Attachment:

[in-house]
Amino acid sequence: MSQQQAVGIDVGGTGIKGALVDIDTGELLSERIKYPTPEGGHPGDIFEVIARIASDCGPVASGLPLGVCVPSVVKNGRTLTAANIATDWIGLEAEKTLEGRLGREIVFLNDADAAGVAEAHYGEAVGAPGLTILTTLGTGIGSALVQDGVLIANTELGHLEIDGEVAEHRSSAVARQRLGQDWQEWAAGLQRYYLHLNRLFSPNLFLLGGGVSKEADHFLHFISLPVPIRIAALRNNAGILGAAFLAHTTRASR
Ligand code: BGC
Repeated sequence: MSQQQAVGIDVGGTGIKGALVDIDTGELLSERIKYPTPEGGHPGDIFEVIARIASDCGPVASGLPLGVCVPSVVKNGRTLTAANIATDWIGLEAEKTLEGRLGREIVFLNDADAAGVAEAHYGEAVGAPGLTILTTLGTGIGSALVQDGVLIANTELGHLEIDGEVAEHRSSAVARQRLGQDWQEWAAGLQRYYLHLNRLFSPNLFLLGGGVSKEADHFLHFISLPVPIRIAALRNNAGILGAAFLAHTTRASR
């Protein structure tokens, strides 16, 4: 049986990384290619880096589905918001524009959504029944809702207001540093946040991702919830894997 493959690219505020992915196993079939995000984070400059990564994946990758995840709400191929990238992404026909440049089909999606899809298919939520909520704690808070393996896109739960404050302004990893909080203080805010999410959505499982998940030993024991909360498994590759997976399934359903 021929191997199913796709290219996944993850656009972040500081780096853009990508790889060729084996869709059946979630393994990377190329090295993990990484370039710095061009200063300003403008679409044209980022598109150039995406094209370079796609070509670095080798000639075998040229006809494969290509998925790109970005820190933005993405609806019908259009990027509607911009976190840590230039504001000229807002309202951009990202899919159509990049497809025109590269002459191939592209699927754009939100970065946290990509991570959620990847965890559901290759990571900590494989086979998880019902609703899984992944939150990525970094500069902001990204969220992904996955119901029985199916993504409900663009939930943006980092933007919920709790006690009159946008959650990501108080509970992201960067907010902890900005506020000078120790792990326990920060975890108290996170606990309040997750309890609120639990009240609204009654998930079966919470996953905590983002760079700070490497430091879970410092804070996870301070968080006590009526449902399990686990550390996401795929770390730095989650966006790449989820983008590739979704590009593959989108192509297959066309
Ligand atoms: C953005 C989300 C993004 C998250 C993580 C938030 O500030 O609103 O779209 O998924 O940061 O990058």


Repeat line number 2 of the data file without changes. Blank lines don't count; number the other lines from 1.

Amino acid sequence: MSQQQAVGIDVGGTGIKGALVDIDTGELLSERIKYPTPEGGHPGDIFEVIARIASDCGPVASGLPLGVCVPSVVKNGRTLTAANIATDWIGLEAEKTLEGRLGREIVFLNDADAAGVAEAHYGEAVGAPGLTILTTLGTGIGSALVQDGVLIANTELGHLEIDGEVAEHRSSAVARQRLGQDWQEWAAGLQRYYLHLNRLFSPNLFLLGGGVSKEADHFLHFISLPVPIRIAALRNNAGILGAAFLAHTTRASR